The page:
Health is a Human Right

I never thought I would have a chance to go to Central America, but a few months ago I made the decision to apply for a Global Brigades trip to Honduras. In August, I found myself on a medical/public health brigade in a beautiful country with a violent reputation that did not resemble my experience at all.

Beautiful Honduras

Beautiful Honduras

I have always been rather wary of trips like this. I do not believe that providing aid without working with the local community, without developing a plan for sustainability, can make a significant impact. However, after researching the Global Brigades mission and plan for success, I was impressed by their method of developing sustainable change. It is a success because of their holistic approach. They do not only provide medical aid, but also bring in microfinance, business, engineering, architecture, water, public health, and other professionals that educate people about personal finance, prevention, and planning when they don’t have access to that kind of education. I have a passion for global health and have always wanted to experience public health work outside of the classroom, so this trip seemed like an important experience.

The people we encountered in communities a few hours from the capital were profoundly kind, curious, and open. They taught us their language and customs; they wanted to share experiences and interact. They were also trapped in certain circumstances that hurt their health. Foremost, they lacked the education, safe resources and access to healthcare they needed to live long, healthy lives. They wanted to learn about basic sanitation, they wanted to live free from parasites and preventable infections, but they had contaminated water and they didn’t know the importance of washing their hands and brushing their teeth twice a day, among other things. With the proper education, they could take control of their circumstances and prevent certain health conditions that would otherwise control them.

My favorite part of the trip was going to a school and teaching young students there about the importance of basic sanitation and making healthy choices. A lot of the medical conditions that their parents suffered from were preventable, and we were able to teach them how to brush their teeth, filter their water, and make healthy food choices.


Another important mission of the trip was to promote gender equality. A large portion of the public health trip was manual labor- working alongside community members to build a bakery, a latrine, and a safer stove that wouldn’t have harmful respiratory effects. Some of the women we encountered did not believe that they could do the same labor as men. Watching us, some of the women started to join in on the projects and they were very proud at the end of the day when they saw what was accomplished. The bakery that was being built in the community would eventually employ a group of women who would otherwise be unemployed.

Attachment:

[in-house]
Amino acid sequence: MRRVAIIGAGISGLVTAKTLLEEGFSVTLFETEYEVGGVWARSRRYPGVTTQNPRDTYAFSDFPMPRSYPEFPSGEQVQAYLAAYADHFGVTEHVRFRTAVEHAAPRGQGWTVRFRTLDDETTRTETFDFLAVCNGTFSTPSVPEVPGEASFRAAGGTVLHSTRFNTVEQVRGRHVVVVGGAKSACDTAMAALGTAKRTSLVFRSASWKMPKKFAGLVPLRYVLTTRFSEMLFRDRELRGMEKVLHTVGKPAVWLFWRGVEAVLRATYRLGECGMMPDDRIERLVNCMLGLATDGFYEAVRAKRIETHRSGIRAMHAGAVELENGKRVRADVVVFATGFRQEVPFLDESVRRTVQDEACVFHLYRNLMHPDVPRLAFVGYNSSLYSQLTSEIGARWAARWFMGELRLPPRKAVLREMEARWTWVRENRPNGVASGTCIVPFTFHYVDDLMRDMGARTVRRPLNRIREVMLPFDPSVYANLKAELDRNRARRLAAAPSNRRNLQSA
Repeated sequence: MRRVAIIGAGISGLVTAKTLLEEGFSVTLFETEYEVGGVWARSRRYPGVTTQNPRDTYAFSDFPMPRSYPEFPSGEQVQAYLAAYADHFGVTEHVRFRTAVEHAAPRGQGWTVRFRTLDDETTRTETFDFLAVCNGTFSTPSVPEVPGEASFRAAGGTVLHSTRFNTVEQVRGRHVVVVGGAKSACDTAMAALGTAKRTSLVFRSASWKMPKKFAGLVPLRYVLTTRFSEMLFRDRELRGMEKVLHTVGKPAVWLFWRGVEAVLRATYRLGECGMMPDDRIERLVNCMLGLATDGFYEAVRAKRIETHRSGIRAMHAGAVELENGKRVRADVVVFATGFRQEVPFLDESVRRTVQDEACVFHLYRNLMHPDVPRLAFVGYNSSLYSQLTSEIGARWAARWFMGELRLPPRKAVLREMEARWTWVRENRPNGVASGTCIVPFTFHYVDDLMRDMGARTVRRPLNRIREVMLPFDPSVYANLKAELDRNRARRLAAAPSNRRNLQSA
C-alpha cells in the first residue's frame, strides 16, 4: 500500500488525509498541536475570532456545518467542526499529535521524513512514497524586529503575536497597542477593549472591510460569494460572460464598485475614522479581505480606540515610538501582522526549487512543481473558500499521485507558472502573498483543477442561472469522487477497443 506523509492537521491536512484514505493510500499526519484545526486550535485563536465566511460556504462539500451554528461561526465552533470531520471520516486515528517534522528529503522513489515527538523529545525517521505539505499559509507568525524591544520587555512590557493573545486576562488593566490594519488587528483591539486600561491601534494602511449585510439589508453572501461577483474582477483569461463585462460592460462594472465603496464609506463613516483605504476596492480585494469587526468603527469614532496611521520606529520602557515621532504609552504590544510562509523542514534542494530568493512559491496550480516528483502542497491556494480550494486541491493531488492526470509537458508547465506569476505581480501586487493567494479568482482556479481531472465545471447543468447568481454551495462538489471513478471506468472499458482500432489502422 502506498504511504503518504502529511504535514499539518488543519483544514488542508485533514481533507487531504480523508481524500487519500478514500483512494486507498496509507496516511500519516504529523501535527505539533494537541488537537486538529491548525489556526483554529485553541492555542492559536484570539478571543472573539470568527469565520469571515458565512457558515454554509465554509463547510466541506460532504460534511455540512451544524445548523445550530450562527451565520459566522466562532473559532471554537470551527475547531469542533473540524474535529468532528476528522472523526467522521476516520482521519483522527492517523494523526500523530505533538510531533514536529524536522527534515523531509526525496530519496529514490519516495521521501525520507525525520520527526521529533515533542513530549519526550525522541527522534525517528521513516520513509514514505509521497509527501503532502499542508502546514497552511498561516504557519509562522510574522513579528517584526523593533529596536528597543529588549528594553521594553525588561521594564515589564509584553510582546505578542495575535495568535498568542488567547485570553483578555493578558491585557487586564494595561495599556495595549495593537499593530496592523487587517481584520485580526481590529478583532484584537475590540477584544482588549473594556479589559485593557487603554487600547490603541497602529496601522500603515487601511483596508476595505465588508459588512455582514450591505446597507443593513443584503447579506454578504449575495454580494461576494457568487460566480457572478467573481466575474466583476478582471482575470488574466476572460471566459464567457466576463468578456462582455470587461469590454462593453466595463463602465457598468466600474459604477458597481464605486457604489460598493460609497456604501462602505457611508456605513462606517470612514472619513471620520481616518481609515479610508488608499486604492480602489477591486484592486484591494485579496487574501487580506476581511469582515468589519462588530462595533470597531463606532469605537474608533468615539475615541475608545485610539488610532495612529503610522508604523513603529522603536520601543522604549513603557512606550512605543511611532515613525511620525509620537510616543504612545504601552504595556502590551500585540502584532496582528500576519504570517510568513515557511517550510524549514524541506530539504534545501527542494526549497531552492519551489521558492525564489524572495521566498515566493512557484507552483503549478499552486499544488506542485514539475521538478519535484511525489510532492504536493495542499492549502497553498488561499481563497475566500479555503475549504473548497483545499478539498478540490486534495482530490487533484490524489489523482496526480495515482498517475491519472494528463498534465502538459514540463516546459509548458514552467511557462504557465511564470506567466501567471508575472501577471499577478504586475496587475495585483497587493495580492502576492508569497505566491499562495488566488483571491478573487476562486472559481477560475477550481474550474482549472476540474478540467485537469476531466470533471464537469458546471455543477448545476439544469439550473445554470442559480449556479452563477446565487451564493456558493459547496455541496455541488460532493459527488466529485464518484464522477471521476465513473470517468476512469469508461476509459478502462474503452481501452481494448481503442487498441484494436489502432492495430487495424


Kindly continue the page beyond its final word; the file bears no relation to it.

An ecostove we built

A week in a foreign country will not change the conditions in that country. However, with a lot of people trying to make a change and chipping in throughout their lives, I do believe that things can get better, little by little.

Tiny kittens in Honduras

Tiny kittens in Honduras

Things I learned & will try to keep in mind:

  1. You don’t need to go to a foreign country to help someone in need. There are plenty of ways to volunteer by your home; there are plenty of people that are in need in a nearby community. If you give a little bit of your time each month, you can make long-term impacts. Even if you give just a few hours of your time each week at a local shelter that can make a really great difference.
  2. Objects and money don’t equal happiness. When you are used to the standard of living that we have, it may be hard to distinguish between what is and isn’t important… But when you have just enough to live off of, the line between what is and isn’t becomes pretty clear. On a side note, many of us spend our lives trying to do as much as we can and accomplish as much as we can. When you near the end of your life, those aren’t always the things you cherish.
  3. Kids are the same all over the world and I am positive that I want to work with them for the rest of my life. They are equally as sneaky, funny, and silly anywhere you find them and they make the best of any situation. They are my biggest inspiration.
  4. Even if you encounter a language barrier, your biggest tool is a smile.
  5. On a day-to-day basis, you may or might not encounter serious gender equality issues, but there is so much more work that needs to be done on a global scale.
  6. We are very privileged to live in a country with accessible public education from K-12th grade.
  7. Health is a human right.

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